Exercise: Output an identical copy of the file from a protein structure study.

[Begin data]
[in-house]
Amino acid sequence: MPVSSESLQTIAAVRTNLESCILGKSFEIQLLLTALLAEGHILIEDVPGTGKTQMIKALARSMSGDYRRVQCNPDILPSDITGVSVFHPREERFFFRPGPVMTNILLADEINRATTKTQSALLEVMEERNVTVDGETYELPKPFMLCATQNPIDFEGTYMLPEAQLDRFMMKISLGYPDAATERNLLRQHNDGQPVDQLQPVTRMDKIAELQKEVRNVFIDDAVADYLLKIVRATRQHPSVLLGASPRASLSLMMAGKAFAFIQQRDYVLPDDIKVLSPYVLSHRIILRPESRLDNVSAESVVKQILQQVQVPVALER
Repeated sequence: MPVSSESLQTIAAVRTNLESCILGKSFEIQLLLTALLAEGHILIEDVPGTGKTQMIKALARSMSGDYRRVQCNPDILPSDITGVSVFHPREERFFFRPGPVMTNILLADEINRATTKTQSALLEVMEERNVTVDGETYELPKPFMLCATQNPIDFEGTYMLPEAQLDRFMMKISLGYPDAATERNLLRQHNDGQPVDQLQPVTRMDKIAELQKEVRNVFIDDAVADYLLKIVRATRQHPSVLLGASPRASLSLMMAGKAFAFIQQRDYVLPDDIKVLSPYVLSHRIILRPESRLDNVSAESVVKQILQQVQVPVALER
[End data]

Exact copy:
[in-house]
Amino acid sequence: MPVSSESLQTIAAVRTNLESCILGKSFEIQLLLTALLAEGHILIEDVPGTGKTQMIKALARSMSGDYRRVQCNPDILPSDITGVSVFHPREERFFFRPGPVMTNILLADEINRATTKTQSALLEVMEERNVTVDGETYELPKPFMLCATQNPIDFEGTYMLPEAQLDRFMMKISLGYPDAATERNLLRQHNDGQPVDQLQPVTRMDKIAELQKEVRNVFIDDAVADYLLKIVRATRQHPSVLLGASPRASLSLMMAGKAFAFIQQRDYVLPDDIKVLSPYVLSHRIILRPESRLDNVSAESVVKQILQQVQVPVALER
Repeated sequence: MPVSSESLQTIAAVRTNLESCILGKSFEIQLLLTALLAEGHILIEDVPGTGKTQMIKALARSMSGDYRRVQCNPDILPSDITGVSVFHPREERFFFRPGPVMTNILLADEINRATTKTQSALLEVMEERNVTVDGETYELPKPFMLCATQNPIDFEGTYMLPEAQLDRFMMKISLGYPDAATERNLLRQHNDGQPVDQLQPVTRMDKIAELQKEVRNVFIDDAVADYLLKIVRATRQHPSVLLGASPRASLSLMMAGKAFAFIQQRDYVLPDDIKVLSPYVLSHRIILRPESRLDNVSAESVVKQILQQVQVPVALER